Clerk charged with taking cash from court funds |

Clerk charged with taking cash from court funds

by Sharon Carter

For the second time in less than a year, a Douglas County clerk has been charged with taking money from county coffers.

District Attorney Scott Doyle said Friday charges of misconduct by a public official and unlawful use of public money, both misdemeanors, had been filed late Thursday against Senior District Court Clerk Diana Daley.

Daley, 48, is accused of skimming between $1,400 and $1,500 from cash transactions in the district court office, Doyle said.

“The money was taken in the last half of 1997 through the first quarter of 1998,” Doyle said. “It was from filing fees and copying services – the official fees that office charges in accordance with state law.”

Daley, who has 13 years of county service, is alleged to have given cash-paying customers proper receipts, then pocketed the money and voided the transactions so the cash would not be reflected in the day’s receipts.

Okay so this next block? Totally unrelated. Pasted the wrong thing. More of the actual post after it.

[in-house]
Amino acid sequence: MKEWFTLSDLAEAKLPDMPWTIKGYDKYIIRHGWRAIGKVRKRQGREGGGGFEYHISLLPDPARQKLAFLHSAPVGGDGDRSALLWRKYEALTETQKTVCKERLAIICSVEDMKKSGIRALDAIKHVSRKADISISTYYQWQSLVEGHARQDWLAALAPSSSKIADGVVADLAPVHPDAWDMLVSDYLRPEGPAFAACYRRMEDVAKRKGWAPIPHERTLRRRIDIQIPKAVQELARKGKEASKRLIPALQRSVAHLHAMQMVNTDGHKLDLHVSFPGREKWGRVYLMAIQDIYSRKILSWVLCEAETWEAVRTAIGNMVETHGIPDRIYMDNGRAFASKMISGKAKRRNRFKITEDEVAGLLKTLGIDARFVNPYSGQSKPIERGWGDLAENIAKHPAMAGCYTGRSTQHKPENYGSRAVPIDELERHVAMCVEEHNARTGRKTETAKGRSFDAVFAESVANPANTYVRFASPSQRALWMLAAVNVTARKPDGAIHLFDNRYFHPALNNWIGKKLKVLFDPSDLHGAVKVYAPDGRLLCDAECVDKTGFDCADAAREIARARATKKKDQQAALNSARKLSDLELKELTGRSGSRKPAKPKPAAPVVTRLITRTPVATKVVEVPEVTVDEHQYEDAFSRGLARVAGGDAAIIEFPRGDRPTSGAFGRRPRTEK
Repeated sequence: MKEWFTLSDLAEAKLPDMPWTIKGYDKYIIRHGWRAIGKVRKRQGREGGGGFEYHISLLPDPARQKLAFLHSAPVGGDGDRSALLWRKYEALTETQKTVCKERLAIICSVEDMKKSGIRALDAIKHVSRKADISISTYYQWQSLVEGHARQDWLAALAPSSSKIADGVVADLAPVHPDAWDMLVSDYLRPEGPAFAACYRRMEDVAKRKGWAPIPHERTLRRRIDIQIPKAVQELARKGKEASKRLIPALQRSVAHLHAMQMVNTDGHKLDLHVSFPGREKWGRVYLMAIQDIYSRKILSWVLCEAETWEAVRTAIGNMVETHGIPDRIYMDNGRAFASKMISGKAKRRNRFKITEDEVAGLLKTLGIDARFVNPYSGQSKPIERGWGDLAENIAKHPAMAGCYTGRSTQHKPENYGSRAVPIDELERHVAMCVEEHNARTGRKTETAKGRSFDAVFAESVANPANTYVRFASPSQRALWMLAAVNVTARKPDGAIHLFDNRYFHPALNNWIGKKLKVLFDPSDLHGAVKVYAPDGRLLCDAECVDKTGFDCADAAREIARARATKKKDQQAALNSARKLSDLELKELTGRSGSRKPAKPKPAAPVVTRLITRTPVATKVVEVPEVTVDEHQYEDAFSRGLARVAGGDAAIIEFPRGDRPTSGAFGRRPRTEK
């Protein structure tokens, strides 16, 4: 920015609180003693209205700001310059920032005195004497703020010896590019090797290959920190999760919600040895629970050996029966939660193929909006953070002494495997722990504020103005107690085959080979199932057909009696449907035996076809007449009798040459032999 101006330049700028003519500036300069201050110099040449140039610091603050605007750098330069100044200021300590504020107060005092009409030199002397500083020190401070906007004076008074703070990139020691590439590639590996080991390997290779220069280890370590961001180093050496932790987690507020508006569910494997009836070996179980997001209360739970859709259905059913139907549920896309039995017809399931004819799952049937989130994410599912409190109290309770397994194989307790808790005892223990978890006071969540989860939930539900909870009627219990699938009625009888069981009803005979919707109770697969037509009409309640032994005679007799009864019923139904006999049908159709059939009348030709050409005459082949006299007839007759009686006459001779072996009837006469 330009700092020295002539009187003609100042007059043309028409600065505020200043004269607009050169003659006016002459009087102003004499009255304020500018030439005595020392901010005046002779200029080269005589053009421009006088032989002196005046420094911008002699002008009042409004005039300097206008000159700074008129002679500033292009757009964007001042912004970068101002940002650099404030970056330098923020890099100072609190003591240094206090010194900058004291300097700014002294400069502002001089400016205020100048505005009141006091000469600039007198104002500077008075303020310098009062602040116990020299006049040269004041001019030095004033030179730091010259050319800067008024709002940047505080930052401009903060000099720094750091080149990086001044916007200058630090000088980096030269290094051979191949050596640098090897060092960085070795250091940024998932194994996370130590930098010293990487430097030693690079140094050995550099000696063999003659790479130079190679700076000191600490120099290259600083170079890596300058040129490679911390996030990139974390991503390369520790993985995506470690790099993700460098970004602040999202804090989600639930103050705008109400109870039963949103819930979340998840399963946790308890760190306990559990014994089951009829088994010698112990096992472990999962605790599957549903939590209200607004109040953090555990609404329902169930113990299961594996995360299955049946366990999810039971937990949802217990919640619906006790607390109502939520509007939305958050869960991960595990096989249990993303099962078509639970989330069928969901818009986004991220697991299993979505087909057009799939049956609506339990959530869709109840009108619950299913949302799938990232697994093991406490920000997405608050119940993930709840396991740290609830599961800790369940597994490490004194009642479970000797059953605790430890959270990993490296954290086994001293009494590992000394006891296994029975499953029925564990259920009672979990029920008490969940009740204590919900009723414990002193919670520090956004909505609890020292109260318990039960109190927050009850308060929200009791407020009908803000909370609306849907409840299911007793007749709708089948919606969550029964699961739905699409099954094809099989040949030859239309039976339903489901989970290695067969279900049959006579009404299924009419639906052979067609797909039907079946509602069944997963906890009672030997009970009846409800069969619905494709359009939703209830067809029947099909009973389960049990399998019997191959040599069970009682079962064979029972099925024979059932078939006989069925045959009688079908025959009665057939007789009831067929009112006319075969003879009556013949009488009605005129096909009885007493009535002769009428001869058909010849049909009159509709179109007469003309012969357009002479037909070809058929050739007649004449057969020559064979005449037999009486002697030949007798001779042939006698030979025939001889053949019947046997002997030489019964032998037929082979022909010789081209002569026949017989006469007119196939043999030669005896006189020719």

Daley is on unpaid leave from her job.

Doyle said the case was initially referred to his office for investigation in June of last year, the same time period substantial shortages were reported in the East Fork Justice Court clerk’s office.

“We had to complete work on the other (justice court) case, so we weren’t able to get to this one until fall 1998,” Doyle said. “The investigation was handled by investigators Mike Beam of this office and Rick Brown of the sheriff’s office on a cooperative basis. More work will be done on it as we move the process to court.”

The defendant in the other case, former East Fork Justice Court clerk Mary Teresa Fry, 46, faced a felony-level charge of unlawful use of public funds.

Fry admitted taking $17,705.71 from fees paid into justice court from August 1996 to June 1998. The Minden-area resident, who has since repaid the money, faces up to 4 years in prison and a $5,000 fine at her March 15 sentencing.

Douglas County Clerk/Treasurer Barbara Reed said Friday she was advised to officially say, ‘No comment,’ in order to avoid jeopardizing the county’s case.

“The investigation, as I understand it, is still going on. Something more should evolve by next week,” Reed said.